New study suggests some vaccines could induce a protective shift in the microorganisms that live with a host organism.
A human or animal’s microbiome — the collection of often beneficial microorganisms, including as bacteria and fungi, that live on or within a host organism — can play an important role in the host’s overall immune response, but it is unclear how vaccines against harmful pathogens impact the microbiome. A new study led by researchers at Penn State found that a new vaccine against the deadly chytrid fungus in frogs can shift the composition of the microbiome, making frogs more resilient to future exposure to the fungus. The study, published June 12 in a special issue of the journal Philosophical Transactions of the Royal Society B, suggests that the microbiome response could be an important, overlooked part of vaccine efficacy.
“The microorganisms that make up an animal’s microbiome can often help defend against pathogens, for example by producing beneficial substances or by competing against the pathogens for space or nutrients,” said Gui Becker, associate professor of biology at Penn State and leader of the research team. “But what happens to your microbiome when you get a vaccine, like a COVID vaccine, a flu shot, or a live-attenuated vaccine like the yellow fever vaccine? In this study, we used frogs as a model system to start exploring this question.”
Frogs and other amphibians are threatened by the chytrid fungus, which has led to extinctions of some species and severe population declines in hundreds of others across several continents. In susceptible species, the fungus causes sometimes-lethal skin disease.
“Chytrid is one of the worst, if not the worst, pathogen for wildlife conservation in recent history, and there is a critical need to develop tools to control its spread,” said Becker, who is also a member of the One Health Microbiome Center and the Center for Infectious Disease Dynamics at Penn State. “We found that, in some cases, vaccines can induce a protective shift in the microbiome, which suggests that carefully manipulating the microbiome could be used as part of a broader strategy to help amphibians, and perhaps other vertebrates, deal with emerging pathogens.”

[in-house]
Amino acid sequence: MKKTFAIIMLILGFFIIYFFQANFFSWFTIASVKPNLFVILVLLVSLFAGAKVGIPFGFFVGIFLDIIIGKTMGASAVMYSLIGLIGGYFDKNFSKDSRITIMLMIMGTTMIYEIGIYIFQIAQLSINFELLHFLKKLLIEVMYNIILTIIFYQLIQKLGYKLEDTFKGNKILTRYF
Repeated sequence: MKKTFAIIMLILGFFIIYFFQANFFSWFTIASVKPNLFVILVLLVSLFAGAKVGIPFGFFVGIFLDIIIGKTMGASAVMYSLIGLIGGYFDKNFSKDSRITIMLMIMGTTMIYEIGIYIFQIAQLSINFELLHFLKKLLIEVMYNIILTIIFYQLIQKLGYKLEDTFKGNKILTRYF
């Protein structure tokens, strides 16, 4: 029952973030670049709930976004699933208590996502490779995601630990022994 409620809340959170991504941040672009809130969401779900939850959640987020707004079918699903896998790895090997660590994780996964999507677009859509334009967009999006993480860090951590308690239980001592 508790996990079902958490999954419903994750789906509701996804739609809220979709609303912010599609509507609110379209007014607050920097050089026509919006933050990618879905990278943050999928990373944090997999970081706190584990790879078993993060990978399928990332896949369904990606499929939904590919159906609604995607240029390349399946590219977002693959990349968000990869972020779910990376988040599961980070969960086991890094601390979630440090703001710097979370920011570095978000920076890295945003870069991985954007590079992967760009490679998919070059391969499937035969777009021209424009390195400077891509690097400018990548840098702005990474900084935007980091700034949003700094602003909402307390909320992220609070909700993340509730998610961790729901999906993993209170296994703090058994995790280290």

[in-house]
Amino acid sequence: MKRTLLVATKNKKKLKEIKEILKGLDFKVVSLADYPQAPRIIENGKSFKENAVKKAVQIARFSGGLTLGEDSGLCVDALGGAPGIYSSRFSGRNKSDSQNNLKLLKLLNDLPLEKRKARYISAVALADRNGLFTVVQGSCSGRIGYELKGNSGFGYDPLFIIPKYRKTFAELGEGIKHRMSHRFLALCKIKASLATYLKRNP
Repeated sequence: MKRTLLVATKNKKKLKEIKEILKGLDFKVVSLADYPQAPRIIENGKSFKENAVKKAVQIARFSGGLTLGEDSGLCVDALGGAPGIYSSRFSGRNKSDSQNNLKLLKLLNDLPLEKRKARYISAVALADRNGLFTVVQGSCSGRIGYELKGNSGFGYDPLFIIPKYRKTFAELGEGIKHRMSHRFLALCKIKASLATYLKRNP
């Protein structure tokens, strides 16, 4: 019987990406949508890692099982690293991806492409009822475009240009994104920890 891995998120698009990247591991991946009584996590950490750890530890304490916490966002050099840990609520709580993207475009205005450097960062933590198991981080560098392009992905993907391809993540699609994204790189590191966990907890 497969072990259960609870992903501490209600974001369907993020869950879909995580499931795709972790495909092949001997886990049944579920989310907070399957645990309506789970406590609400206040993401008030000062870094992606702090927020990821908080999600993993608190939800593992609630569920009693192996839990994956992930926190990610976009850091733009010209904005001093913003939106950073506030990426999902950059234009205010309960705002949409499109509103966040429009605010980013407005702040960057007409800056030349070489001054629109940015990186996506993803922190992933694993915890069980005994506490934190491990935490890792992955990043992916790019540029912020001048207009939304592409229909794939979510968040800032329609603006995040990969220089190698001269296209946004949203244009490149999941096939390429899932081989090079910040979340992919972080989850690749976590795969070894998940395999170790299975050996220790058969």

The researchers applied a vaccine, in this case a non-lethal dosage of a metabolic product created by the chytrid fungus to tadpoles. After five weeks, they observed how the composition of the microbiome had changed, identifying individual species of bacteria and their relative proportions. The researchers also cultured each species of bacteria in the lab and tested whether bacteria-specific products facilitated, inhibited, or had no effect on chytrid growth, adding to and comparing results with a large database of this information.
“Increasing the concentration and duration of exposure to the chytrid product prophylaxis significantly shifted the composition of the microbiome so that there was a higher proportion of bacteria producing anti-chytrid substances,” said Samantha Siomko, a master’s student in the Becker Lab at the University of Alabama at the time of the research and first author of the paper. “This protective shift suggests that, if an animal were exposed to the same fungus again, its microbiome would be better capable of fighting the pathogen.”